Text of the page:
Analysis: Jordan talks may help Palestinian leader
JERUSALEM (AP) — After this week's attempt to restart Mideast peace talks, Palestinian President Mahmoud Abbas is now caught between undesirable choices. Despite Abbas' deep misgivings, a Jordanian offer to salvage the peace process may be his best hope.
Abbas has been searching for alternatives since the last round of peace talks broke down in September 2010. Refusing to negotiate while Israel expand its Jewish settlements, he appealed to the United Nations to recognize an independent Palestine and moved to reconcile with the rival Palestinian faction Hamas. Neither move paid off, and both are now in limbo.
Any of Abbas' options carries great risk — whether it's opening outright negotiations with Israel, taking unilateral action at the U.N. or cozying up to the Islamic militant Hamas. The quiet talks hosted by Jordan between Israeli and Palestinian negotiators on Tuesday — the first face-to-face talks between them in 15 months — could provide a way for him to avoid having to choose a particular path.
Abbas would pay a heavy price among Palestinians if he returns to formal peace negotiations without an Israeli settlement freeze, a step that Prime Minister Benjamin Netanyahu staunchly refuses.
The 76-year-old Abbas, already seen as a weak leader, would face widespread public criticism for backing down and harsh condemnations from Hamas.
Hamas, which has long criticized any peace efforts with Israel, has already threatened to walk away from reconciliation efforts if negotiations resume. With Islamic groups across the Middle East gaining in the aftermath of the Arab Spring, Abbas is unlikely to take any step that boosts Hamas' hand.
The Palestinian factions have been at odds since Hamas ousted Abbas' forces and seized control of the Gaza Strip in 2007.
Reconciliation is essential for Abbas' dream of establishing a Palestinian state in Gaza, the West Bank and east Jerusalem. Abbas' Fatah movement and Hamas have tentatively agreed on holding new elections in the Palestinian areas this spring, with the idea of forming a new government afterward.
But pushing forward with these reconciliation attempt could lead to international isolation for the Palestinians and almost certainly torpedo any hope for restarting peace negotiations.
Israel, along with the U.S. and the European Union, consider Hamas a terrorist group, and Israel would break off talks with a Palestinian government that includes Hamas. In addition, the West would likely cut off hundreds of millions of dollars in aid needed to keep Abbas' West Bank government afloat.
Reviving the U.N. bid would be equally risky. Abbas' appeal to the U.N. Security Council for membership last fall immediately ran into trouble. He was unable to muster enough support in the 15-member council, and the United States has threatened to veto the measure if it is revived.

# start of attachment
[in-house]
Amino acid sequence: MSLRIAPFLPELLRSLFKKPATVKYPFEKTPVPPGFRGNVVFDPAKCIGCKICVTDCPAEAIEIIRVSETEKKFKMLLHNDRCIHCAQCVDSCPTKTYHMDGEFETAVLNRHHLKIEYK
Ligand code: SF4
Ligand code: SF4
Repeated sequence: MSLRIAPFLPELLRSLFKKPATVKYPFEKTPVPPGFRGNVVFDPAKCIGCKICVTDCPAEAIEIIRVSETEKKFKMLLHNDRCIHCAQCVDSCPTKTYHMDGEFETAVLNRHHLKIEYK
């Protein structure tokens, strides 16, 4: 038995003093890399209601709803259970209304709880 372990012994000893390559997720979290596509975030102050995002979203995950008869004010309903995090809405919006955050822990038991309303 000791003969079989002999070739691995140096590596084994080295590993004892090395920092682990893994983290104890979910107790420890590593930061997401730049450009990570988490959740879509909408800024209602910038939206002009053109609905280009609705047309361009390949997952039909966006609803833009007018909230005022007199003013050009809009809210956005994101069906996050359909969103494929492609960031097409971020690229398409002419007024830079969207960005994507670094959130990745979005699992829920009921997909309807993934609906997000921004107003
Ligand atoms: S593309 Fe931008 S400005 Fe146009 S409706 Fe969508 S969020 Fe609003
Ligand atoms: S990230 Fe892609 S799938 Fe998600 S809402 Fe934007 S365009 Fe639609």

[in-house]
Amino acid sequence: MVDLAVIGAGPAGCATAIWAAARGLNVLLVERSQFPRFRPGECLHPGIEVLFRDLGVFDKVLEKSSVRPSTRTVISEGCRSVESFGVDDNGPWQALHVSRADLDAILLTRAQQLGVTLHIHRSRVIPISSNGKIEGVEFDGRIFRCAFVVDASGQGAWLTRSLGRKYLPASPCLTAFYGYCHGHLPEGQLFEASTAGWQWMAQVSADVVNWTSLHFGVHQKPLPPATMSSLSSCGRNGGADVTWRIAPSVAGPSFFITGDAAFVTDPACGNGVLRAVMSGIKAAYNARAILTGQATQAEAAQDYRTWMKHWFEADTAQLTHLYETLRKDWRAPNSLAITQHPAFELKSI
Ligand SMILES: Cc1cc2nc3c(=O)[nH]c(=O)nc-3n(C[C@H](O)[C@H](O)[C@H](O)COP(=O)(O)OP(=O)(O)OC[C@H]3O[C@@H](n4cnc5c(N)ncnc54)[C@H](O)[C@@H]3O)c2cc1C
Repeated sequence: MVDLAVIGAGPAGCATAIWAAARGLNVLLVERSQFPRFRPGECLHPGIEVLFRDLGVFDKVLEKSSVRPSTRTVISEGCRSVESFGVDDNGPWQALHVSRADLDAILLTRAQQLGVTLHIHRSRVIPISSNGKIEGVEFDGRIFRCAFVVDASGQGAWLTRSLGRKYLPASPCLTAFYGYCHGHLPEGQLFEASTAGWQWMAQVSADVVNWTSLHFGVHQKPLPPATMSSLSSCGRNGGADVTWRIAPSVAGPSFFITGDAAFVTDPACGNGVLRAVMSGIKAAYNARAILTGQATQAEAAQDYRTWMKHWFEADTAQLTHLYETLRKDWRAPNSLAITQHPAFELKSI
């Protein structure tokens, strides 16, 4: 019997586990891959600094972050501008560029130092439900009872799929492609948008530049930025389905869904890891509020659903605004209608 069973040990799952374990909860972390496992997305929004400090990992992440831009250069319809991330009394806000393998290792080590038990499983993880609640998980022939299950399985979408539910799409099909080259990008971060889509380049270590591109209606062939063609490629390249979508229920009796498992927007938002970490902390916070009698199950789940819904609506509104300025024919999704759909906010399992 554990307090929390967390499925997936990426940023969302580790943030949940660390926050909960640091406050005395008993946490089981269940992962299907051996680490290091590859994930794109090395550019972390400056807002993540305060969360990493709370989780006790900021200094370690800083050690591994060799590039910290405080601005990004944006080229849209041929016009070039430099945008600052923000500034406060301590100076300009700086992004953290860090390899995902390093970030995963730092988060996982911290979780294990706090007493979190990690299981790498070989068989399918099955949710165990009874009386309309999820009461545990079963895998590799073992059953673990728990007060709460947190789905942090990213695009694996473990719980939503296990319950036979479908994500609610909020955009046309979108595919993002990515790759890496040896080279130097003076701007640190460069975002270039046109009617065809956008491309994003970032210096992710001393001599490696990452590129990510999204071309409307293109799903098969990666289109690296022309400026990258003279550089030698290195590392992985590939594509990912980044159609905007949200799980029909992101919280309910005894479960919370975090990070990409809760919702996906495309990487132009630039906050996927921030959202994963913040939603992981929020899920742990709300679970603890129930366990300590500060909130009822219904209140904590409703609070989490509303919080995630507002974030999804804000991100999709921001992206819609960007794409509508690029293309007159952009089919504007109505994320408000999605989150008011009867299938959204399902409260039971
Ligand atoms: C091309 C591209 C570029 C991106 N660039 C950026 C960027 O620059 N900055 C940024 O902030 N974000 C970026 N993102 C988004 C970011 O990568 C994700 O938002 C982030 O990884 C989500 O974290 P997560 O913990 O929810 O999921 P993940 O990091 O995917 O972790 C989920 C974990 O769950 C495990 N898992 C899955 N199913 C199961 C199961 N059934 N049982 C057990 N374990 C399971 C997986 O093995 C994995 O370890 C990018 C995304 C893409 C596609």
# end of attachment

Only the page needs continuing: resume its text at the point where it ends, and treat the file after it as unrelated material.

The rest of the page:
When the Palestinians managed to win admission to the U.N. cultural agency UNESCO, Israel and the U.S. responded by withholding badly needed funds due to the Palestinians. The U.S. continues to withhold some $150 million in developmental aid.
The Palestinians say there is no point in negotiating while Israel continues to expand settlements in the West Bank and east Jerusalem. They say construction on captured lands where the Palestinians want to establish their state is a sign of bad faith. Israel says negotiations should resume without any preconditions and insists it has the right to continue settlement building.
The Palestinians have set a Jan. 26 deadline for resuming talks. Ahead of Tuesday's meeting, Abbas threatened to pursue "harsh" measures against Israel if a freeze isn't in place.
Bassam Salhi, a member of a committee exploring the Palestinian options, said the choices include new action at the U.N., such as seeking international condemnation of Israeli settlements, reconsidering Palestinian security cooperation with Israel and even dissolving the Palestinian government.
"Abbas will not go for negotiations with Israel unless it freezes the building in the settlements," Salhi said.
Most likely, Abbas will drift small overtures to Israel, Hamas and the West to keep his options open, said Palestinian political scientist George Gaqaman.
Abbas does not want to hurt his standing among Palestinians but cannot afford a major diplomatic confrontation with Israel, the West or neighboring Jordan.
"The Palestinian leadership is in a difficult position," he said. "The continuation of settlement construction obstructs the possibility of having a Palestinian state, and the Palestinians can't boycott the political efforts. Therefore we see maneuvering, not strategy."
At Tuesday's meeting in Amman, Jordanian Foreign Minister Nasser Judeh said there had been no breakthroughs, but announced the Israelis and Palestinians had agreed to continue their dialogue in search of an agenda for substantive negotiations. The next meeting could be as soon as next week.
These talks, expected to take place quietly and out of the public eye, could provide Abbas the cover he needs while he looks for a way out of the deadlock.
Abbas, deeply suspicious of Netanyahu, can use the coming months to assess the Israeli leader's positions on key issues. In Amman, for instance, Israel received a Palestinian proposal for future border arrangements and promised to respond with its own proposal in the near future.
While Israel has ruled out a settlement freeze now, officials have said they are ready for "mutual confidence building measures" should negotiations resume.
Perhaps with this in mind, Judeh, the host of Tuesday's meeting, voiced some hope for progress.
"The important thing is that the two sides have met face to face today," he said. "We want to create the appropriate atmosphere to reach solutions."
Mohammed Daraghmeh in Ramallah, West Bank, contributed to this article. Federman is The Associated Press' news editor for Israel and the Palestinian territories.